Alabama Power employees help disadvantaged have happier holidays
As the holidays loom and temperatures slide downward, many Alabama Power Plant Miller employees are warming the hearts of less fortunate folks. That’s the case for members of all 10 chapters of the Alabama Power Service Organization (APSO), who pull out all the stops to assist during the Christmas season.
The unwavering focus of Miller APSO’s board and 300 chapter members is helping meet community needs in one of Alabama’s poorest areas.
“The need is real,” said Miller APSO President Kevin Chappell. Indeed, about 22% of Walker County’s 64,000 residents live below the poverty line.
In freezing weather, the homeless seek a warm place to stay at the City of Lights Dream Center in Dora. In January, the center opened 20 beds to the public, along with providing hot meals and showers. Miller APSO members volunteered for 400 hours in helping prepare the center for opening.
Jamie Massey, founder of City of Lights, said that volunteer hours and donations by Miller APSO members are making life more bearable for the center’s homeless and needy clients. When temperatures go below freezing two or more consecutive nights, the center opens its warming stations.
Adding touch of home for the hurting
“It’s not just the homeless,” said Massey, who operates the center with her husband, Sumiton Church of God Pastor Victor Massey. “We have families that are cold and don’t have running water, for instance. With it being this cold, we want to make sure it’s for anybody that needs to get warm.”
In August, Miller APSO provided a donation for school supplies to assist with the center’s Back 2 School Bash for needy families. More than 800 families picked up free paper, pens, pencils and backpacks before school started. The City of Lights Dream Center provides free day care services to approved families and a Celebrate Recovery program for people fighting addiction.
“It’s our dream to make life better for people in Walker County,” Massey said. “I can’t thank Miller APSO enough for their kindness.”
Working for others
When APSO members met for the 2019 APSO Convention, Miller board members assembled 150 hygiene bags to give to the Walker County Coalition for the Homeless in Jasper.
“Our board is so dedicated, they make it really easy to accomplish what we’re working to do in our community,” said Chappell, electrical and instrumentation journeyman.
The chapter holds several “big earning” fundraisers annually: cake auctions on Halloween and Valentine’s Day; a Sporting Clays Shoot; the Miller Open Golf Tournament at Robert Trent Jones Golf Club, Oxmoor Valley, that earned $19,000; and a bowling tournament at Vestavia Bowl that earned $1,700.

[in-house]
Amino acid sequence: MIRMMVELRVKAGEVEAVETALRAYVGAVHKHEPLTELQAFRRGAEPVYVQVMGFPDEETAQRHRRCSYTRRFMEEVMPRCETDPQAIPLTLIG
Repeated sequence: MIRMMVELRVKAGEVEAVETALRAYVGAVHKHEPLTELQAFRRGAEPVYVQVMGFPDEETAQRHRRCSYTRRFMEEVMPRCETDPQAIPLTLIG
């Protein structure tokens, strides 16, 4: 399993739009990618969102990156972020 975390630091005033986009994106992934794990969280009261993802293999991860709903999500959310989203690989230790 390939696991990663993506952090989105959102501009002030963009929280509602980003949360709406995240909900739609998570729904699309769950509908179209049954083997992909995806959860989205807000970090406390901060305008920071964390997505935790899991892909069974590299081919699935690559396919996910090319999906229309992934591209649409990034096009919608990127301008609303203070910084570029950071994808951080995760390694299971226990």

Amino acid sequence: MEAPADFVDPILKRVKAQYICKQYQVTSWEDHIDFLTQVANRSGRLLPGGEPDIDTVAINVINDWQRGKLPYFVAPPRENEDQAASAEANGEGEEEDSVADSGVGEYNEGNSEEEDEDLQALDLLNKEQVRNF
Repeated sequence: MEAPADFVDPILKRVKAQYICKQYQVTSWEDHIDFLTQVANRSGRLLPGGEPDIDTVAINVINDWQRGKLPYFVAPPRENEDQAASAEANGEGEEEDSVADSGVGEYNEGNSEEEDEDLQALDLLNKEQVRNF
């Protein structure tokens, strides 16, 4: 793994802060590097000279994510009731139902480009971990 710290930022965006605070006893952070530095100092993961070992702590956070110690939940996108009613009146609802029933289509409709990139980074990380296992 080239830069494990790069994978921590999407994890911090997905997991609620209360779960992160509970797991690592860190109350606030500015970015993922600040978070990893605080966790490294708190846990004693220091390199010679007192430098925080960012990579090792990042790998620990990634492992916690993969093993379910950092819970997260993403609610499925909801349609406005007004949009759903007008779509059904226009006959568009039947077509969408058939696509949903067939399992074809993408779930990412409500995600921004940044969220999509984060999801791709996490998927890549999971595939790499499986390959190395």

Miller elves scramble to fill Christmas lists
Miller APSO members know that Christmas holidays can be a sad time for the less fortunate. That is why, throughout November, Miller APSO puts a heavy emphasis on its Adopt A Child program, Project Coordinator Beth Shumate said. Miller members give Christmas gifts to Salvation Army Angels for Jefferson County and children sponsored by the Alabama Department of Human Resources (DHR) for Walker County.
“We always do two days of Christmas shopping for the kids,” Chappell said.
In Sumiton, Miller APSO will sponsor 200 children, spending $75 for each child. Project coordinators Shumate, manager – SCM Transactions Procurement, and Tina Valles, buyer – Generation, lead shopping sprees for Angel kids. Miller APSO will write a $15,000 check to the Salvation Army. In Jasper, employees will spend $150 each on Christmas gifts for 100 needy kids.
Miller APSO took part in the West Jefferson Festival of Trees earlier this month. The proceeds benefit West Jefferson Elementary School. The theme of Miller’s APSO tree was “Night before Christmas,” and displayed organizations the chapter has supported throughout the year, Miller APSO Project Coordinator Rachel Edgil said.
Miller APSO has a long-standing relationship with area senior citizen centers. Project Coordinator Jamie Driver said members will fill more than 250 bags for seniors who visit the center, as well as homebound seniors.
“Gifts include personal hygiene items, paper, pens, candy and seniors’ favorite item, which is postage stamps,” Driver said. Each year, APSO members wear their red logo shirts and Santa hats while delivering bags at each center.
“For some, our smiling faces and the Christmas bag may be the only gifts they receive this year,” Driver said.
Paying good forward
Thirteen years ago, Chappell recognized APSO as the perfect avenue to make a difference. He joined the employee volunteer group during his first month at Gaston.
“In my own life, so many people have helped me along the way,” Chappell said. “When I started working here, I knew that Alabama Power would be a great job for me and my family. I knew I’d be able to help others.”
Longtime Power Generation Analyst Edgil said serving in APSO has given her the means to “pay it forward” in life. She’s enjoyed many opportunities to meet people inside and outside work.
“Being in APSO is my way of giving back for what I’ve received,” Edgil said. “I love helping people.”
This story originally appeared in Powergrams.
(Courtesy of Alabama NewsCenter)